In this day and age, the very thought of modern project management immediately evokes agile methods. Hailed in innumerable scholarly articles and successfully tried and tested in the IT and digitization environment, agility has become the “gold standard” of project management for some. However, if you take a look at the everyday life of many IT departments, you will still find numerous projects realizing cost and time efficiency using “classic” approaches. And there is good reason for this.
When merging IT systems, in IT carve-outs, in large rollouts or in IT cost reduction projects, available resources are scarce, the time frame is clearly defined and the critical path is known. Instead of working iteratively towards the optimal solution with the help of an agile approach, experienced project managers use classical methods and supplement them with modern tools and methods.
The core of successful IT project management are the well-known, established control levers:
– Time and milestone planning with detailed planning of the go-live and the hypercare phase.
– Budget and resource controlling, regular status reporting and integration into corporate planning.
– Test planning and management with efficient handling of test resources.
– Transparent change request management with transparent scope growth and time and resource implications.
– Business continuity management including agreed “system freezes” with other projects and business requirements.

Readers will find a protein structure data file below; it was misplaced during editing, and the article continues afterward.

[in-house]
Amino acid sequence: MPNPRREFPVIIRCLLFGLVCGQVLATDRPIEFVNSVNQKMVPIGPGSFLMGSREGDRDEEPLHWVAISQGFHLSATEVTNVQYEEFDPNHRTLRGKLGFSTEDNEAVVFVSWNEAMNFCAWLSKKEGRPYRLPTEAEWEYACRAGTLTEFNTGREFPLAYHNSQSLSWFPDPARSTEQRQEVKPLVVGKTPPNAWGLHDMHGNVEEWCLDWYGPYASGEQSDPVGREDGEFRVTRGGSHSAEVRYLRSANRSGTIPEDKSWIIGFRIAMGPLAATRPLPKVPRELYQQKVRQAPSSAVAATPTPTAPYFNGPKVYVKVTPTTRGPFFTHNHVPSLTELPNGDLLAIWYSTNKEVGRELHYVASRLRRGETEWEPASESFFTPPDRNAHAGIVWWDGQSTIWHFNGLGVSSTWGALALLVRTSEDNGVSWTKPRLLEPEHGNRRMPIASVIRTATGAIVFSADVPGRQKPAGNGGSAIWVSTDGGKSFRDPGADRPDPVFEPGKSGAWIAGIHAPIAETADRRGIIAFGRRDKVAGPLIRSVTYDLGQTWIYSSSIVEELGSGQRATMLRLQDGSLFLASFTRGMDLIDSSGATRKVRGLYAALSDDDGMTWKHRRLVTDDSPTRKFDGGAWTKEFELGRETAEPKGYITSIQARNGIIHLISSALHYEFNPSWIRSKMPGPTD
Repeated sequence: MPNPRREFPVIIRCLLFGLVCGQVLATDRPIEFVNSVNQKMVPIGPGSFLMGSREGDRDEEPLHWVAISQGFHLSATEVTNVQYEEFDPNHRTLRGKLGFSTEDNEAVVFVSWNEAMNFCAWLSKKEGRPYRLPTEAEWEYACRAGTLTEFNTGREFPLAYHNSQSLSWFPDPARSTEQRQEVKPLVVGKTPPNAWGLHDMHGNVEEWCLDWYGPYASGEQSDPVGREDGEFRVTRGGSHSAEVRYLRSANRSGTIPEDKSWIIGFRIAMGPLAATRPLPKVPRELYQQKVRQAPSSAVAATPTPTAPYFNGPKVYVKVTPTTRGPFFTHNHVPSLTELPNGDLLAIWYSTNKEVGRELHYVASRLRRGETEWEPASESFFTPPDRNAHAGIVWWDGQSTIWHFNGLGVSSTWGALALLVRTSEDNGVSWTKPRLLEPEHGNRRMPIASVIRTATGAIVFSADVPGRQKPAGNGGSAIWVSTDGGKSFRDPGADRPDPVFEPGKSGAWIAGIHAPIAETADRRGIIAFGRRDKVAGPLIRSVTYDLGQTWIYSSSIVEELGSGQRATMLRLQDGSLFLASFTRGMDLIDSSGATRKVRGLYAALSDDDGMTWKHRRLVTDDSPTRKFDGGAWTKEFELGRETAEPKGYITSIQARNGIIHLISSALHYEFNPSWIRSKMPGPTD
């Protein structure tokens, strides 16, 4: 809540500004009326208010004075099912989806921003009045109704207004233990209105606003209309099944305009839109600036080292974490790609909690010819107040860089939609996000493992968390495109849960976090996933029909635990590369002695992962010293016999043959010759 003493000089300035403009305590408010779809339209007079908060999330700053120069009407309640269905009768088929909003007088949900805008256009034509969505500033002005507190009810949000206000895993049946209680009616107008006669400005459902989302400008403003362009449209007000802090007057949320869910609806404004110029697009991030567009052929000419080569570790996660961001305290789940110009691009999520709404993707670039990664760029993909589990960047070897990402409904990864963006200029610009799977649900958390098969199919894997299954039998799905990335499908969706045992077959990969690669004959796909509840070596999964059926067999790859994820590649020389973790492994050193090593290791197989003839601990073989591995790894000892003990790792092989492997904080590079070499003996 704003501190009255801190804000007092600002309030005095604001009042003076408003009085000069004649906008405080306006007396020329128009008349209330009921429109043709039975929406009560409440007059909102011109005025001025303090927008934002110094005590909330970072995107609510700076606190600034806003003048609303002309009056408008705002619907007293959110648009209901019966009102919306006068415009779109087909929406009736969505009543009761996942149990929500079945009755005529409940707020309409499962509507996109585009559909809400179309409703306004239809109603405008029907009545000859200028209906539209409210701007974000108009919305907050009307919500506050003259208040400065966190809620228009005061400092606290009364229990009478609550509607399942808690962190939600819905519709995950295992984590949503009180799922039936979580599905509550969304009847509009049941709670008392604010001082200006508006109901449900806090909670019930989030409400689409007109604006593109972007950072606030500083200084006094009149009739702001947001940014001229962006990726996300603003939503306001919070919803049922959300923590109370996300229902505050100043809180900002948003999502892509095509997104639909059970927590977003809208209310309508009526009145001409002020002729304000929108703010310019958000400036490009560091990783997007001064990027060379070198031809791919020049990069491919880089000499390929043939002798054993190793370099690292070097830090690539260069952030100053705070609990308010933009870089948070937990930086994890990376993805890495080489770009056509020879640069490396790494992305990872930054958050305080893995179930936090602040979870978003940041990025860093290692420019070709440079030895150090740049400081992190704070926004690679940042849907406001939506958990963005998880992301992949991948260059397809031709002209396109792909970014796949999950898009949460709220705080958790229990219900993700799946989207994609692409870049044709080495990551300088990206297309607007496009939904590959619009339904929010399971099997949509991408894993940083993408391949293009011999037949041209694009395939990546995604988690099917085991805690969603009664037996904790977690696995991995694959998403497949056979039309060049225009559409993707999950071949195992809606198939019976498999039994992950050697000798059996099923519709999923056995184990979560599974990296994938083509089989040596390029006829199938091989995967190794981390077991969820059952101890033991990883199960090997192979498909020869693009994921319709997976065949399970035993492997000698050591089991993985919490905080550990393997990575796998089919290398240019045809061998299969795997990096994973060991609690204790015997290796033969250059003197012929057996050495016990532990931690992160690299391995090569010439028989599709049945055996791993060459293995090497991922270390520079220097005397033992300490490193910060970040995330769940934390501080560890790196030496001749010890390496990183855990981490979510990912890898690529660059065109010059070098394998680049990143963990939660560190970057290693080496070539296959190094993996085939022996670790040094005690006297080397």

– Service provider steering with clearly defined requirements, efficient tendering process and clear control of specifications.
In the meantime, however, the requirements for modern IT project management go far beyond these familiar fields of action. As a result, the already demanding role of IT project management is growing significantly more complex.
In recent years, points such as the consideration of data protection and compliance requirements have become considerably more critical. The most reliable way to ensure compliance with high data protection and security requirements is through central planning, control and monitoring. A coordinated consideration of legal requirements, the early integration of the data protection officer and an authorization management controlled via the PMO contribute to fulfilling these requirements.
Continuous, close coordination with the business and active change management to involve all relevant stakeholders are now also a matter of course in IT projects. A comprehensive overall understanding is required in order to avoid silo thinking through interface management, to actively control dependencies and to consider changing requirements in project planning. In addition, an integrated project change management can promote the acceptance of changes by involving relevant stakeholders and thus ensure the sustainable success of the project.
Our practical experience with the management of large and complex IT projects shows that a modern Project Management Office (PMO) can effectively help the project manager to master these growing challenges. In addition to comprehensive control during all project phases, a content-oriented PMO ensures a smooth interface between business and IT and ensures that compliance requirements of all kinds are met.